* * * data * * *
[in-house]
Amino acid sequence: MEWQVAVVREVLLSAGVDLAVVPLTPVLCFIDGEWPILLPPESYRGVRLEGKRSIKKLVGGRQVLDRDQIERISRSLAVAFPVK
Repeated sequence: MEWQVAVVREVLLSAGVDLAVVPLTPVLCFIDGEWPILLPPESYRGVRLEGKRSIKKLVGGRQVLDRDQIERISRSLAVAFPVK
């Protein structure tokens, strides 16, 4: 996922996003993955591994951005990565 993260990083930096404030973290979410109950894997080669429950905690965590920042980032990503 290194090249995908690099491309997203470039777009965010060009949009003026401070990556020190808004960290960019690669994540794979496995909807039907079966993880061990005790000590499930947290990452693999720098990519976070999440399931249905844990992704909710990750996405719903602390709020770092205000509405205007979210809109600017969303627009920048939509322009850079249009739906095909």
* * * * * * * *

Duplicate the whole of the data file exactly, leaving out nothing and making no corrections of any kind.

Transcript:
[in-house]
Amino acid sequence: MEWQVAVVREVLLSAGVDLAVVPLTPVLCFIDGEWPILLPPESYRGVRLEGKRSIKKLVGGRQVLDRDQIERISRSLAVAFPVK
Repeated sequence: MEWQVAVVREVLLSAGVDLAVVPLTPVLCFIDGEWPILLPPESYRGVRLEGKRSIKKLVGGRQVLDRDQIERISRSLAVAFPVK
């Protein structure tokens, strides 16, 4: 996922996003993955591994951005990565 993260990083930096404030973290979410109950894997080669429950905690965590920042980032990503 290194090249995908690099491309997203470039777009965010060009949009003026401070990556020190808004960290960019690669994540794979496995909807039907079966993880061990005790000590499930947290990452693999720098990519976070999440399931249905844990992704909710990750996405719903602390709020770092205000509405205007979210809109600017969303627009920048939509322009850079249009739906095909």